How to Design an Effective Educational Technology Program

A strong educational technology program can impact student achievement.

Gone are the days of analog learning: rows of desks, a chalkboard, even whiteboards are quickly becoming relics of the past, more an “idea” of what schooling should look like than the reality in classrooms across the United States. In place of this idea, schools have embraced the latest developments in educational technology. From individual student Chromebooks, SMART Boards, and teacher laptops to online instructional platforms and data & assessment systems.

However, with these new tools come challenges for schools hoping to implement an effective educational technology program. The pandemic may have been a “test drive,” a trial-by-fire in which schools could test the capacity of their existing technology and technical know-how of their teachers, students, and staff members. But far from an aberration, the widespread use of educational technology during the pandemic is more likely a harbinger of things to come.

Remote learning or “hybrid” models are likely to become more common as schools evaluate the pros and cons of distance learning. Implementing these models–much less making them the “norm” for a particular school–requires robust educational technology infrastructure and troubleshooting support, services many schools aren’t yet equipped to provide. Below, we outline some of the key aspects of an educational technology program, as well as itemize specific challenges school leaders seeking to use technology to impact student achievement will face.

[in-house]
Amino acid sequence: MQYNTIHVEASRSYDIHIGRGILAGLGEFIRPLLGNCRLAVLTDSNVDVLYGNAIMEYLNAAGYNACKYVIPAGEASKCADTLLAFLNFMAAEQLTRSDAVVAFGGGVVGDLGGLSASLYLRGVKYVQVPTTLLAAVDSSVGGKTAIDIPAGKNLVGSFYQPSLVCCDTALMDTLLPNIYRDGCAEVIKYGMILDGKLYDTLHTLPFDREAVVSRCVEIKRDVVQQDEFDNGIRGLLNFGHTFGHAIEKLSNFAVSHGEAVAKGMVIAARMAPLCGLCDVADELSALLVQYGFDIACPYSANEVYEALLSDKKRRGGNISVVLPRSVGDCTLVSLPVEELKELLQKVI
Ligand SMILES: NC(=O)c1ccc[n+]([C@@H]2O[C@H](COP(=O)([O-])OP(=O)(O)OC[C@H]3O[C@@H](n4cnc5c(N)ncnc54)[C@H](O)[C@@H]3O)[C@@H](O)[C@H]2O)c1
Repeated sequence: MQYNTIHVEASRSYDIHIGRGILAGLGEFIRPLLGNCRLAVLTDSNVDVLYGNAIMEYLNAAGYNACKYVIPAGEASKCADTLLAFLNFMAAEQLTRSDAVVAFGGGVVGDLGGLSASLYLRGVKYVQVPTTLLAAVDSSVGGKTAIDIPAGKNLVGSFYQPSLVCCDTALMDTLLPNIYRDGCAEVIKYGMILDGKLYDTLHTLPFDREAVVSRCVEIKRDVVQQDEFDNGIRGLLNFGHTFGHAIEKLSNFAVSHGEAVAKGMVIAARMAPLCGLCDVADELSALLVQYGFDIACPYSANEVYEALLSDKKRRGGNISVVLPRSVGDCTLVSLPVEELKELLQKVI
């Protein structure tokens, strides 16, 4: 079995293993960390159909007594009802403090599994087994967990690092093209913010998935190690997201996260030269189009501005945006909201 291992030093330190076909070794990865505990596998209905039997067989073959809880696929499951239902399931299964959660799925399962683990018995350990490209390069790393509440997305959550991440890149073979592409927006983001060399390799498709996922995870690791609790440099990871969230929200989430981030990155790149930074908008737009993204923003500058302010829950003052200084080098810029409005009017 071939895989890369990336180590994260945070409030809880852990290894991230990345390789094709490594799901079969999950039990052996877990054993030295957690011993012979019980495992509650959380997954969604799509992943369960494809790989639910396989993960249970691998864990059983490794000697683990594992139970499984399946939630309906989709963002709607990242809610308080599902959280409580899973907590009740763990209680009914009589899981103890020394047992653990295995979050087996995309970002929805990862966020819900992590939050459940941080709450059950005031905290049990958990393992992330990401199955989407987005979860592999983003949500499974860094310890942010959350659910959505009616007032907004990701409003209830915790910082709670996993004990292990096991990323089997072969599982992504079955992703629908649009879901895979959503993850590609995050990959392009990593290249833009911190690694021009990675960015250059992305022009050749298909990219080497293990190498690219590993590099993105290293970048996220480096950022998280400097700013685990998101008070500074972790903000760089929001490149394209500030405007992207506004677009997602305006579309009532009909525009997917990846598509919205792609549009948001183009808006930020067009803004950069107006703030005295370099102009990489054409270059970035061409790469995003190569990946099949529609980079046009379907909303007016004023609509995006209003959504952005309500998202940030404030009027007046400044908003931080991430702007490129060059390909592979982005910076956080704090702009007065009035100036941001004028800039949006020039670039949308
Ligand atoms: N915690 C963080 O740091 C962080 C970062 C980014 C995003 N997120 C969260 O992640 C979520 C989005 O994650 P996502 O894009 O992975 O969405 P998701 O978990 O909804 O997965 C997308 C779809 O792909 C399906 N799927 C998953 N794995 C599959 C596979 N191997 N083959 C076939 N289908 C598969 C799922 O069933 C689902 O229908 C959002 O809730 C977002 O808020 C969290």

School IT Support Provider

Remote learning demonstrated the importance of effective education technology programming.

Before diving into best practices, it’s important to take stock of where we are now that most schools have returned to in-person instruction. Beginning in the spring of 2020, schools rapidly shifted from traditional, in-person learning to hybrid or fully remote models as a result of the pandemic.

As a result of this shift, school leaders were forced to use educational technology in new, innovative ways. For instance, before the pandemic, many teachers had little knowledge of Zoom, Google Classroom, or other online instructional platforms that became the norm during remote learning. Similarly, while many students struggled with remote instruction, others seemed to thrive. What was it about remote learning that caused these otherwise disengaged students to succeed, and how could teachers integrate these practices into traditional instructional models, at least for this subgroup of students?

The rapid shift to remote learning also underscored the need for robust troubleshooting support to solve common teacher and student technology issues. For schools working with a managed IT provider, managing incoming tickets was mostly hands-off: students and teachers called a designated number when they had a technology issue, and an IT team member helped solve the issue remotely. By contrast, schools that lacked this capacity likely struggled to manage the sheer volume of troubleshooting tickets.

First, schools need to determine how educational technology fits into their broader instructional design.